FGFR3 expression in malignant melanoma tissues was correlated with lymph node metastasis, which is in agreement with the observation that FGFR3 is expressed more in metastatic melanoma cells than primary tumor cells , and that the activation mutation of FGFR3 can be associated with metastasis in many types of cancer. The knockdown of FGFR3 also decreased the cell migration and invasion abilities of the melanoma cells. However, FGFR3 overexpression increased the cell migration and invasion abilities in vitro. In addition, knockdown of FGFR3 in A375 cells reduced the number of mice with metastatic lung nodules. Together, all these results suggest that FGFR3 promotes the metastasis of melanoma.
The FGFR3 knockdown did not alter the expression of ERK and AKT. However, the phosphorylation levels of these proteins dramatically decreased, suggesting that FGFR3 modulates ERK and AKT at the post-translation level. FGFR3 is one of the four members of the FGFR family, which are transmembrane receptor tyrosine kinases (RTK) consisting of three immunoglobulin-like domains and one tyrosine kinase domain . When fibroblast growth factor (FGF) binds to an FGFR, the receptor dimerizes, resulting in the transphosphorylation of the tyrosine kinase domains and activation of downstream signaling pathways. Through the intracellular FGFR substrate 2 (FRS2) and phospholipase Cg (PLC-g), the RAS/MAPK and PI3K/AKT signaling, STAT-dependent signaling, and RAS/MEK/ERK signaling pathways are activated. These pathways activate target genes in nucleus responsible for cell proliferation and survival . These findings indicate that FGFR3 promotes the growth of melanoma through the PI3K/AKT and RAS/MEK/ERK signaling pathways by increasing the phosphorylation of ERK and AKT.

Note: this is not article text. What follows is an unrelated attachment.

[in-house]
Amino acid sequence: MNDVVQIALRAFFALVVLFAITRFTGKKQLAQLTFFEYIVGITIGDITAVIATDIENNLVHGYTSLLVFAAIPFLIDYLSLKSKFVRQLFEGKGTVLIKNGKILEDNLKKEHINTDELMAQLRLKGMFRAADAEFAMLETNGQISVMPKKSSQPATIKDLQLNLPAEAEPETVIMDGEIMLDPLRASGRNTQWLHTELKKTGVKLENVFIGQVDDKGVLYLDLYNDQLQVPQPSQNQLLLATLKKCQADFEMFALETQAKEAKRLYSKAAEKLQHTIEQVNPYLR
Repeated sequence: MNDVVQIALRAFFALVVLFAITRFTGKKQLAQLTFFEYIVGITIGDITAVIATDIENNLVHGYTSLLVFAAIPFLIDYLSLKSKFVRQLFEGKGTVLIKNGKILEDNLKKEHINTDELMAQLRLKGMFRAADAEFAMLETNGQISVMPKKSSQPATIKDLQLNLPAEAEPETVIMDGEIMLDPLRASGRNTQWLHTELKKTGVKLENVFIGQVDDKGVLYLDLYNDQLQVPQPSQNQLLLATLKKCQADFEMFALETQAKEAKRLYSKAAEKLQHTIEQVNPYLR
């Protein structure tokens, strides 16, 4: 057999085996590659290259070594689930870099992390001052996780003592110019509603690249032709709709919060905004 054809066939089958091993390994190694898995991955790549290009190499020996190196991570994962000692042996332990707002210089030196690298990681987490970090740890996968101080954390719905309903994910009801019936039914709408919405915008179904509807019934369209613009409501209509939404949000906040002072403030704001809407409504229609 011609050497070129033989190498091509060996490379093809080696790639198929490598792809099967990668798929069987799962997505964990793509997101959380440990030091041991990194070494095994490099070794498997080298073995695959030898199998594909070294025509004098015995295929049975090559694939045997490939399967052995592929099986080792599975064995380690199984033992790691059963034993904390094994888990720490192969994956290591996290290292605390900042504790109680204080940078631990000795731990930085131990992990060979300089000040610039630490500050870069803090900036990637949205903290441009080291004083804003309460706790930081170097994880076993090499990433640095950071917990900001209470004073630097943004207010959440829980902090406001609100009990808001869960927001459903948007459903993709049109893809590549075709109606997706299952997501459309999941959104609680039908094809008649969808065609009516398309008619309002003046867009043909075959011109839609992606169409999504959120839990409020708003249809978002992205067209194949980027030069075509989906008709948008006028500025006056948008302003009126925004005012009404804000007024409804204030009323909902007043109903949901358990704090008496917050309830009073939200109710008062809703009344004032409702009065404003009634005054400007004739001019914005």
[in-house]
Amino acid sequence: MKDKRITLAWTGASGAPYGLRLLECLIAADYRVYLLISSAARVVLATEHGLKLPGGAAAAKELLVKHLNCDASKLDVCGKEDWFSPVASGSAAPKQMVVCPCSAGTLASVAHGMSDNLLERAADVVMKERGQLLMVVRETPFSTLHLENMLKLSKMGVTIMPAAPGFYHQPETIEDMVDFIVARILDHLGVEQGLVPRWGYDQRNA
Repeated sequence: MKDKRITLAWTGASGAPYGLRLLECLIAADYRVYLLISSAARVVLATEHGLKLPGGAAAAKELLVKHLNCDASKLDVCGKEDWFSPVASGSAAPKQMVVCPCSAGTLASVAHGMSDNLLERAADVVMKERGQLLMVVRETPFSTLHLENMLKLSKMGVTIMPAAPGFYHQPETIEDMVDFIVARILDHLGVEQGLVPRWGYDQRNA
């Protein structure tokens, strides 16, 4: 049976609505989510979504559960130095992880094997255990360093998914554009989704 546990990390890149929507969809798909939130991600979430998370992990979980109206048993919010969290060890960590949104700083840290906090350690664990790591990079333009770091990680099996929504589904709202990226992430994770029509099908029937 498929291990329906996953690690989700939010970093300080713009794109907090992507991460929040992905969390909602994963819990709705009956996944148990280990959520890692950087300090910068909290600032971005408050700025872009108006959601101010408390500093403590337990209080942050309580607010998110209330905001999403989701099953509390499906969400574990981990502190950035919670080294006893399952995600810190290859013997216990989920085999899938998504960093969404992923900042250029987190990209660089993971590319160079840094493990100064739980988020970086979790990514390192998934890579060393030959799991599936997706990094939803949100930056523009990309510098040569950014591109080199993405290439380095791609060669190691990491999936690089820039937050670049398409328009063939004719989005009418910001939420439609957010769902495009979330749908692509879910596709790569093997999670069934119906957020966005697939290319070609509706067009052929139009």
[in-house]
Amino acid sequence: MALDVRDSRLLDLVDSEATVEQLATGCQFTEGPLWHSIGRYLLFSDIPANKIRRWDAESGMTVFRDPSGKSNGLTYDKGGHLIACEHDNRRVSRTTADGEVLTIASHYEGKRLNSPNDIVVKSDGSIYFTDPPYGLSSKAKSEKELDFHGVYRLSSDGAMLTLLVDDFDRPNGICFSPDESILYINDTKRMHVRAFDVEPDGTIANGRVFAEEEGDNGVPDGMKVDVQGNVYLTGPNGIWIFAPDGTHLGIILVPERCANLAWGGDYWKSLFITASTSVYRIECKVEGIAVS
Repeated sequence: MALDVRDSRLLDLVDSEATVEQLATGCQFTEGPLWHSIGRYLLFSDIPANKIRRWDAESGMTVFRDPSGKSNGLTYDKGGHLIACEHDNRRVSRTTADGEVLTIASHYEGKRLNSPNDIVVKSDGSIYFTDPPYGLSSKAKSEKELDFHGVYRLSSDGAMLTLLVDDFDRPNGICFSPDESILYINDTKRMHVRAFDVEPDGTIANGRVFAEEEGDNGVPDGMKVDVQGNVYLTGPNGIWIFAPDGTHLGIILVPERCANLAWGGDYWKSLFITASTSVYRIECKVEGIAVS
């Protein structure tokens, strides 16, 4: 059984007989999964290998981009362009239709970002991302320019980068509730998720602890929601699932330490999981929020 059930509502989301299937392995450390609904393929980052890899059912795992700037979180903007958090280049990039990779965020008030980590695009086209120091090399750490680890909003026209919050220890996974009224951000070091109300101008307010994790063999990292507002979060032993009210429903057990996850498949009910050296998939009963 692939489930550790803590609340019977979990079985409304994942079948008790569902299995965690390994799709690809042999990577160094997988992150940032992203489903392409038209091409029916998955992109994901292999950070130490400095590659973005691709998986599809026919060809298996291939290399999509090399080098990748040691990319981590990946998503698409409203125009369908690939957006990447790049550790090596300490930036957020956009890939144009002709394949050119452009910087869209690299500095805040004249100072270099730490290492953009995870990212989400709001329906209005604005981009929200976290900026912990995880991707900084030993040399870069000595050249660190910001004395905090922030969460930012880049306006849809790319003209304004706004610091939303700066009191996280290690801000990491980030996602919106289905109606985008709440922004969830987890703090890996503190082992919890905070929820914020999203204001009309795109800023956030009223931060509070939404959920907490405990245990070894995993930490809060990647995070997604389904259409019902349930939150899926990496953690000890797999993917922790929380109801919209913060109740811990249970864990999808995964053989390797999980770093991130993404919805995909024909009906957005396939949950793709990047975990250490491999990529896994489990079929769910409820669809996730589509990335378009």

In this study, we found that the knockdown of FGFR3 only affected the phosphorylated form of EGFR. Activated EGFR stimulates cell proliferation, angiogenesis, migration, survival, and adhesion by activating the STAT signaling pathway, the KRAS-BRAF-MEK-ERK pathway, the PI3K and phospholipase C gamma protein pathway, and the AKT kinase pathway [24, 25]. FGFR3 may also promote the growth of melanoma through the EGFR signaling pathway by stimulating the phosphorylation of EGFR. While there is cross-talk between the EGFR and FGFR3 signaling pathways , it is unclear how FGFR3 modulates the phosphorylation of EGFR.
Epithelial-mesenchymal transition (EMT) is an indicator of metastatic potential  and is associated with aggressive cancers as it leads to enhanced cell migration and metastasis. E-cadherin, which is expressed in epithelial cells, is a transmembrane cell adhesion protein. E-cadherin is a tumor suppressor that inhibits cell invasion, and the loss of E-cadherin induces EMT . N-cadherin is a mesenchymal cell type marker replaced by E-cadherin during EMT . The mesenchymal marker vimentin is an intermediate filament, which takes the place of the epithelial cytokeratin filament . The switch of cadherin involves the downregulation of E-cadherin by epithelial repressors (e.g., Snail) and upregulation of N-cadherin by mesenchymal activators (e.g., β-catenin) . Both FGFR3 and EGFR modulate PI3K/Akt and ERK signaling pathways [4, 24, 25], and the activation of these signaling pathways promotes EMT . In this study, FGFR3 knockdown increased the protein level of the epithelial marker E-cadherin, decreased the protein levels of mesenchymal markers N-cadherin and vimentin, and increased the levels of phosphorylated ERK, AKT, and EGFR in A357 cells. The FGFR3 knockdown also increased the migration and invasion properties of A357 cells in vitro and in vivo. Together, these results indicate that FGFR3 facilitates the metastasis of melanoma through ERK, AKT, and EGFR-activated EMT pathways.